The Cuban government has not officially responded to Washington's latest no-strings offer to provide $6.3 million in light construction materials to benefit hurricane victims. Havana has rejected three previous offers.
The U.S. State Department told Cuban diplomats in Washington on Friday that the U.S. Agency for International Development (USAID) was ready to send $6.3 million in corrugated zinc roofs, nails, tools, lumber, sheeting and light shelter kits by ship to benefit some 48,000 people hit by back-to-back devastating hurricanes.
But speaking at a New York church Monday, Cuba's vice president said Washington can keep making its proposals, but what it should really do is lift the trade embargo.
''They will continue making proposals,'' First Vice President José Ramón Machado Ventura said at a speech Monday in Manhattan. ``If they really want to help the Cuban people, why don't they lift the embargo? They try to say that Cuba is trying to sacrifice its own people for politics when the most politicized thing is the blockade.''
Havana has already turned down flights full of disaster relief supplies and -- as of Monday night -- had not responded officially to the latest offer from Washington.
''It's hard to understand -- hard -- how they put politics ahead of suffering,'' U.S. Commerce Secretary Carlos Gutierrez said in a phone interview with The Miami Herald on Monday. ``They said last time that they needed building materials, so we added building materials. It's frankly very surprising that the leadership -- whoever is making the decisions -- is putting pride, power and their own ego ahead of the suffering of the Cuban people.''
The diplomatic note went ignored amid several reports that Cubans receiving cash storm aid from an exile group in Miami were being threatened by state security.
Melba Santana, the wife of a political prisoner in Las Tunas, said that when she attempted to distribute some money to neighbors from $300 in storm aid sent by the Cuban American National Foundation, state security agents threatened to criminally charge her.
''Let's see how far they are willing to take this, how far they are willing to sacrifice people's suffering,'' Santana said in a telephone interview. ``It was a miserable little $10 I was giving out and people are in need.''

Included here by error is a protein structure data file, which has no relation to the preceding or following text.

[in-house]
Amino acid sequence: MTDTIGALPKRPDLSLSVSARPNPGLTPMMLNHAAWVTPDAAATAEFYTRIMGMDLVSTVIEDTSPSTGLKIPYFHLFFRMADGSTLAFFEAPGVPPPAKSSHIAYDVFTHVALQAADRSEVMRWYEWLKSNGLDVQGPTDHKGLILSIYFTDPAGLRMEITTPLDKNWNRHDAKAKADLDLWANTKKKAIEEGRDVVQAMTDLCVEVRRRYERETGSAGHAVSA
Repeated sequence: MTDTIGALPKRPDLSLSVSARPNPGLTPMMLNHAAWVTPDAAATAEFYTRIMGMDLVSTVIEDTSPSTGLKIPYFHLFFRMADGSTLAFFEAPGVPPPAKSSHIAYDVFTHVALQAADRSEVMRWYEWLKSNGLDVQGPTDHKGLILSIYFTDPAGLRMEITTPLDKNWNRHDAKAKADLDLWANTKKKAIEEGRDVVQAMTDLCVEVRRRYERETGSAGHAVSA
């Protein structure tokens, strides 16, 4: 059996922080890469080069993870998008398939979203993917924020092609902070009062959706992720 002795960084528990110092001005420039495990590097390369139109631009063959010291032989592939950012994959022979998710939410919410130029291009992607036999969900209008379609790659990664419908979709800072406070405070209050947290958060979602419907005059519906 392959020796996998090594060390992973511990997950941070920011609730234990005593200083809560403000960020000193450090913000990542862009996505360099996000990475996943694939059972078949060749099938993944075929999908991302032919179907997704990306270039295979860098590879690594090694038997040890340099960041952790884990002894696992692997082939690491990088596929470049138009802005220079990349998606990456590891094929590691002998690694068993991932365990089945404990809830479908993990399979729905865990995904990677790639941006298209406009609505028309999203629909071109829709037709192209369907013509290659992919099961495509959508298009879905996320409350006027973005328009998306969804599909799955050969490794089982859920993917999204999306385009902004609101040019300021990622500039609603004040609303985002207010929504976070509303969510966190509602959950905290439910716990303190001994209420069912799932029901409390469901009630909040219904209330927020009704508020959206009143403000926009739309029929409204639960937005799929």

The most recent proposal comes on the heels of a diplomatic clash between Havana and Washington over two powerful storms that hit the island in as many weeks. When Hurricane Gustav slammed into western Cuba on Aug. 30, the U.S. government offered $100,000 in aid and a disaster assessment team, a standard initial response to natural disasters that was widely criticized for not being generous and tied to conditions.
Cuba turned it down, saying an assessment team was an unnecessary pretext.
''We don't need experts. Our storm assessment experts are better,'' Machado said. ``They wanted to send spies so they could continue slandering us.''
When Ike hit the east and west coasts of Cuba destroying thousands of buildings in its path, Washington came back with the identical aid package.
Cuba blasted it and asked for a temporary reprieve from the U.S. embargo instead.
Washington came under heavy criticism again for insisting on the assessment team and making such a paltry initial offer. The USAID went back a third time, lifting the conditions and increasing the aid to $5 million in goods and cash.
The Cuban government's official response said what the nation really needed was credits to purchase construction materials. The U.S. embargo prohibits American companies from selling such materials to Cuba on credit. Current law allows food and lumber sales paid upfront in cash.
USAID said $1.7 million of Washington's aid is already making its way to Cuba through nongovernmental organizations.